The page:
Ol’ South Pancake House, 1509 S University Dr, FW. 817-336-0311.
Ol’ South Pancake House, 1509 S University Dr, FW. 817-336-0311.

I’m not one of those people who say “no regrets,” because there was one time I passed up the opportunity to meet George Lucas and not the one who looks like a fussy, retired Santa Claus. I’m talking the George Lucas of 1983, the one who, at the time, had most recently created Indiana Jones and dated Linda Rondstadt, after finishing the third chapter of The (Second) Greatest Story Ever Told. Dating early-’80s Linda Rondstadt is more impressive to me now, but back then, I knew enough about the bearded, bespectacled man sitting at the counter of this diner my family went to after church to peg him for a hero. Assuming, probably correctly, that George Lucas would probably pay attention only to a child, my parents urged me to talk to him. I was too shy, though, and the rest is history. I’m not rolling in sold-a-church-bulletin-autographed-by-George Lucas money, and he went on to make boring political movies featuring a space-pickaninny named Jar Jar Binks.

So, yeah, I have regrets. Lots of ’em. I woke up Monday, for example, regretting that I’d gone out on Sunday night rather than burning through the pile of work crowding my to-do list. I’m glad I went to Magnolia Motor Lounge, however, because I hadn’t seen Texas troubadour Guthrie Kennard play in a long time. What I do regret (sorta) is taking that second shot of Jameson, because later, when I went to The Boiled Owl, I didn’t have room in my bloodstream for the Lone Star I bought. Funnily enough, Empire Strikes Back was on the TV above the bar. It was the part when Chewie had Lando by the throat.

I was at the point when I probably should’ve just gone home, but someone said something about Whataburger as I walked out the door. That got me thinking: I’d made and kept (for four days, anyway) a promise to myself not to eat Whataburger after I’d been drinking, but with a burgeoning case of the drunchies, I ended up staring at the cars in the parking lot of Ol’ South Pancake House, most notably because three of them were Fort Worth police cruisers.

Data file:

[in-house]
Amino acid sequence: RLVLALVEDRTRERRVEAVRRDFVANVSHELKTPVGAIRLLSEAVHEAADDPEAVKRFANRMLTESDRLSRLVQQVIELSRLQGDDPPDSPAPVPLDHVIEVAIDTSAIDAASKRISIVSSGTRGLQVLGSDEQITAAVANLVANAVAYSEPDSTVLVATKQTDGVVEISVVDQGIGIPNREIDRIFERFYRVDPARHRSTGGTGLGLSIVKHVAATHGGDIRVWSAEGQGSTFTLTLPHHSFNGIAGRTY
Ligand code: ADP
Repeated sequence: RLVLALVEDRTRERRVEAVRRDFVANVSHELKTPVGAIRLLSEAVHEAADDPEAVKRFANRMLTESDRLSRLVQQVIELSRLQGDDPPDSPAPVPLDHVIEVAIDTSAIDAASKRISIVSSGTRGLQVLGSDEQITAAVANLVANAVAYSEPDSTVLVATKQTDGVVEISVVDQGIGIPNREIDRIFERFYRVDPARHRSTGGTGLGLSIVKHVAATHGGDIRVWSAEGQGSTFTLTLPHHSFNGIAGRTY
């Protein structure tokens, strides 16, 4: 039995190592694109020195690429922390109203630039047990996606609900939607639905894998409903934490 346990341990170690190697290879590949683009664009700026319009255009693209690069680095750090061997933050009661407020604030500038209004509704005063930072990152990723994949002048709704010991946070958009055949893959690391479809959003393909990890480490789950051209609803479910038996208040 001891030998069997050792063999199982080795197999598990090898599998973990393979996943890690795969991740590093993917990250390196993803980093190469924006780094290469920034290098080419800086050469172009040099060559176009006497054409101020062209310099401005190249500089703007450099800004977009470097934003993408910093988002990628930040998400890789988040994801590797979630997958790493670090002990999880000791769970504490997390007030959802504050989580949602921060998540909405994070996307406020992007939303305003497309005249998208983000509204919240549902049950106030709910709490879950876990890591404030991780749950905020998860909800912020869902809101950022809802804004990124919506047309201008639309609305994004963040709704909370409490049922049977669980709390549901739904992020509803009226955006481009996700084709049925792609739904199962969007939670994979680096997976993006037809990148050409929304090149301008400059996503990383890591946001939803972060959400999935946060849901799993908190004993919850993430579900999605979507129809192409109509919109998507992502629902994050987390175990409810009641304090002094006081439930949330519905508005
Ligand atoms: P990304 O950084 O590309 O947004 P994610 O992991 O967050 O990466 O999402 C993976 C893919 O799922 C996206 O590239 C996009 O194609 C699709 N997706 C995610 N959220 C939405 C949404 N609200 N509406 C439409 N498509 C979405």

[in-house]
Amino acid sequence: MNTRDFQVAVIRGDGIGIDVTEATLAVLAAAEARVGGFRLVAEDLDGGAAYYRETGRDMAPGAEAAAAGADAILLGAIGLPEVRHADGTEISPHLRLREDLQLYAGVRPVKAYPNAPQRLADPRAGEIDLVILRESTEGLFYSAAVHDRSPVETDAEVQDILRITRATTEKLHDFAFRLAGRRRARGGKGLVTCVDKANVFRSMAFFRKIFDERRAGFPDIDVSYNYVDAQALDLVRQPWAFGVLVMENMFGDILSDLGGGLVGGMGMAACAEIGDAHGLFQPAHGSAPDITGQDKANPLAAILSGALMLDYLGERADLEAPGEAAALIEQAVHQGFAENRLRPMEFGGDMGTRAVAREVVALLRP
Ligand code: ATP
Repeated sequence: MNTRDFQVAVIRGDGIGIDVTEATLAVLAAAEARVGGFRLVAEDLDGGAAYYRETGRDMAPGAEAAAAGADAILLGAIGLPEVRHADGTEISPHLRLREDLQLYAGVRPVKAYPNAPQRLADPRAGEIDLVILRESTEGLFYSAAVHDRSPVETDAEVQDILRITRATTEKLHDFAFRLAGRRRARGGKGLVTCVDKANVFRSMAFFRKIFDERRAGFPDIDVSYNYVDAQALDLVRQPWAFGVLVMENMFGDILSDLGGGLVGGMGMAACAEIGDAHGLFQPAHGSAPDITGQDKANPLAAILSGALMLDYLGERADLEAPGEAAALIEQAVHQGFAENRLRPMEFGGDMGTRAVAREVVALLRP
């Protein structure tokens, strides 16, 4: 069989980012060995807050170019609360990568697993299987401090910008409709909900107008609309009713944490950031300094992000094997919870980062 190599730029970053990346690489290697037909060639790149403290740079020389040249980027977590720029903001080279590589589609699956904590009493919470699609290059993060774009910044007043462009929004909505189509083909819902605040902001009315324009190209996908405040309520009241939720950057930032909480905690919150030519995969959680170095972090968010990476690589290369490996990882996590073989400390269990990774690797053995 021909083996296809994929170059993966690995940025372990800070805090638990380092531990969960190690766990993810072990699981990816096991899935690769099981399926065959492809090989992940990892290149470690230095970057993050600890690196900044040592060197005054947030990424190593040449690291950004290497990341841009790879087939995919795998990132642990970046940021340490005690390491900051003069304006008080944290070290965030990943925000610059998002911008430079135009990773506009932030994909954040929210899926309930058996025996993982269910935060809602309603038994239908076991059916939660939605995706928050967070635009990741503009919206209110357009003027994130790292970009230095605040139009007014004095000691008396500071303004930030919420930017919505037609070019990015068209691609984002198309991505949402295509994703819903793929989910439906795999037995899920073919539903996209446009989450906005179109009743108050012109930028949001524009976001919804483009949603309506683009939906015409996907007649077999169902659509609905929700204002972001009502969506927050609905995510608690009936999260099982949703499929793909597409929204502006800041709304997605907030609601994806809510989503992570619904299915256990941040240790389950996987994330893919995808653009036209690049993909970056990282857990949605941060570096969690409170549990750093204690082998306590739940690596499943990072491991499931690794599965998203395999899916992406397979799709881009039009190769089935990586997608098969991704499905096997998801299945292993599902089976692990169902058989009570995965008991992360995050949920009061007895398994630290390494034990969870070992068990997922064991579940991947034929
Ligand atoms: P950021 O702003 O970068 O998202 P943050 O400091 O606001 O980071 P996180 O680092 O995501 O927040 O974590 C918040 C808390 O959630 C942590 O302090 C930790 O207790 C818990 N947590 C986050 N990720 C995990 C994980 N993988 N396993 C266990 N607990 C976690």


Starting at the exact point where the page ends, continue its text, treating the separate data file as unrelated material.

Seeing a bunch of cops after the bars close is usually not an ideal situation, but at least I didn’t have to worry about getting robbed. Probably not, anyway.

As much as anyone touts this or that bar as the hot spot du jour, the most popular place in the annals of Fort Worth nightlife is Ol’ South. For the past 17 of the greasy spoon’s 51 years, I’ve been sliding into its booths to watch a crazy late-night menagerie of servers, students, cops, thugs, drunks, parents with toddlers, and other weirdos winding down their nights over chicken-fried steaks, pancakes, and giant omelets that leave your plate looking greasier than the Jersey Shore. Depending on what chemicals are in your system, it’s a little bit like eating next door to the Star Wars cantina, except that no one is ever sorry about the mess.

When I was there the other night, I ran into a woman I kind of know from the service industry and stuffed myself into her and her friends’ booth to cram down a plate of scrambled eggs and some fries that one chick said she didn’t want. I forget exactly what we were laughing about, but I remember thinking that you’d have to be a real asshole to get in trouble with a cop on his dinner break. The officers left shortly thereafter, crossing paths with a pair of college lasses who sat at the booth adjacent to ours.

Over the din of diners and clattering plates and silverware and the oldies drifting out of the speakers, I heard one of the young women irritably ask if we knew our server’s name so she could flag her down. She and her friend had been sitting there for a whole five minutes. We told her it was a secret and that she should be patient. A little bit later, she got up and left, leaving her friend to stoically place an order, possibly out of embarrassment; maybe because she just really wanted a waffle. It was pretty funny, and I didn’t regret my pit stop until I woke up the next morning with a food baby. — Steve Steward

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